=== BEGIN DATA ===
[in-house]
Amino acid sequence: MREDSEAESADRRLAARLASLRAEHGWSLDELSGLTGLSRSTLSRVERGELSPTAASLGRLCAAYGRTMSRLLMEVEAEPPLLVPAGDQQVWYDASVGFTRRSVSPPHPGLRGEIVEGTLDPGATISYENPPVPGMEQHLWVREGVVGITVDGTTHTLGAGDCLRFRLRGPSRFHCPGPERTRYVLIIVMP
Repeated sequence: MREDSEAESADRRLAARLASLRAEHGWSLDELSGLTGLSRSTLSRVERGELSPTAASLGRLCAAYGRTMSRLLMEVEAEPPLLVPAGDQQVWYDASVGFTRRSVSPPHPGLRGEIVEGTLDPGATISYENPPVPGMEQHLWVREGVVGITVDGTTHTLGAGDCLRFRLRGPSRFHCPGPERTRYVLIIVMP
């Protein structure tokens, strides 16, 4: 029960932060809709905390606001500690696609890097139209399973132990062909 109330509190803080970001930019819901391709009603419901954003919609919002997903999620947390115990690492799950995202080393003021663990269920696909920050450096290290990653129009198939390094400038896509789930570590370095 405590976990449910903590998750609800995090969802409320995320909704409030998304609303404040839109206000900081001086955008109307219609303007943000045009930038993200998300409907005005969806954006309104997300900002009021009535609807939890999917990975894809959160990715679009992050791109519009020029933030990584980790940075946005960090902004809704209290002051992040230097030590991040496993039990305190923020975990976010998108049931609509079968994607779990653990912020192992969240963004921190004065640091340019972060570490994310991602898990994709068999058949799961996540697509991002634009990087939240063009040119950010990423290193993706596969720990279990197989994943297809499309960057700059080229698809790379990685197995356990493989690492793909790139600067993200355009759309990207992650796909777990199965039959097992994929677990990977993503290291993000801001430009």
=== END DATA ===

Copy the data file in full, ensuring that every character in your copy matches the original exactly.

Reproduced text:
[in-house]
Amino acid sequence: MREDSEAESADRRLAARLASLRAEHGWSLDELSGLTGLSRSTLSRVERGELSPTAASLGRLCAAYGRTMSRLLMEVEAEPPLLVPAGDQQVWYDASVGFTRRSVSPPHPGLRGEIVEGTLDPGATISYENPPVPGMEQHLWVREGVVGITVDGTTHTLGAGDCLRFRLRGPSRFHCPGPERTRYVLIIVMP
Repeated sequence: MREDSEAESADRRLAARLASLRAEHGWSLDELSGLTGLSRSTLSRVERGELSPTAASLGRLCAAYGRTMSRLLMEVEAEPPLLVPAGDQQVWYDASVGFTRRSVSPPHPGLRGEIVEGTLDPGATISYENPPVPGMEQHLWVREGVVGITVDGTTHTLGAGDCLRFRLRGPSRFHCPGPERTRYVLIIVMP
């Protein structure tokens, strides 16, 4: 029960932060809709905390606001500690696609890097139209399973132990062909 109330509190803080970001930019819901391709009603419901954003919609919002997903999620947390115990690492799950995202080393003021663990269920696909920050450096290290990653129009198939390094400038896509789930570590370095 405590976990449910903590998750609800995090969802409320995320909704409030998304609303404040839109206000900081001086955008109307219609303007943000045009930038993200998300409907005005969806954006309104997300900002009021009535609807939890999917990975894809959160990715679009992050791109519009020029933030990584980790940075946005960090902004809704209290002051992040230097030590991040496993039990305190923020975990976010998108049931609509079968994607779990653990912020192992969240963004921190004065640091340019972060570490994310991602898990994709068999058949799961996540697509991002634009990087939240063009040119950010990423290193993706596969720990279990197989994943297809499309960057700059080229698809790379990685197995356990493989690492793909790139600067993200355009759309990207992650796909777990199965039959097992994929677990990977993503290291993000801001430009």